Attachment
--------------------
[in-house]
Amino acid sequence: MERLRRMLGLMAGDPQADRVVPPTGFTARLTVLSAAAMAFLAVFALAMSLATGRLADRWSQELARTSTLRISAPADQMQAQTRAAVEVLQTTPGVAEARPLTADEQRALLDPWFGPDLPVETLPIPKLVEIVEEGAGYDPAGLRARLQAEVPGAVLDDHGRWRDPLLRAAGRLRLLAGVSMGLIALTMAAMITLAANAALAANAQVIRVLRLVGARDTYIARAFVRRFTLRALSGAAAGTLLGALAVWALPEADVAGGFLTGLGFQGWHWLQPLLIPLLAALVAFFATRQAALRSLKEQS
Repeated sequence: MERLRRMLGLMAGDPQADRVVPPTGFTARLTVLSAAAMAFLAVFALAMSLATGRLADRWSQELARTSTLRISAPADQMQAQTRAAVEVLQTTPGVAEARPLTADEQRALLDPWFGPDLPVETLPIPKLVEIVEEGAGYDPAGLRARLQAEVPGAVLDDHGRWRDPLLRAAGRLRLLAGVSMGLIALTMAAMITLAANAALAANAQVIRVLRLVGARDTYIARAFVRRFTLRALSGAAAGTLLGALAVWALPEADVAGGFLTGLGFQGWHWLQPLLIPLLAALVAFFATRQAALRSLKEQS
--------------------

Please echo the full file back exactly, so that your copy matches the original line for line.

[in-house]
Amino acid sequence: MERLRRMLGLMAGDPQADRVVPPTGFTARLTVLSAAAMAFLAVFALAMSLATGRLADRWSQELARTSTLRISAPADQMQAQTRAAVEVLQTTPGVAEARPLTADEQRALLDPWFGPDLPVETLPIPKLVEIVEEGAGYDPAGLRARLQAEVPGAVLDDHGRWRDPLLRAAGRLRLLAGVSMGLIALTMAAMITLAANAALAANAQVIRVLRLVGARDTYIARAFVRRFTLRALSGAAAGTLLGALAVWALPEADVAGGFLTGLGFQGWHWLQPLLIPLLAALVAFFATRQAALRSLKEQS
Repeated sequence: MERLRRMLGLMAGDPQADRVVPPTGFTARLTVLSAAAMAFLAVFALAMSLATGRLADRWSQELARTSTLRISAPADQMQAQTRAAVEVLQTTPGVAEARPLTADEQRALLDPWFGPDLPVETLPIPKLVEIVEEGAGYDPAGLRARLQAEVPGAVLDDHGRWRDPLLRAAGRLRLLAGVSMGLIALTMAAMITLAANAALAANAQVIRVLRLVGARDTYIARAFVRRFTLRALSGAAAGTLLGALAVWALPEADVAGGFLTGLGFQGWHWLQPLLIPLLAALVAFFATRQAALRSLKEQS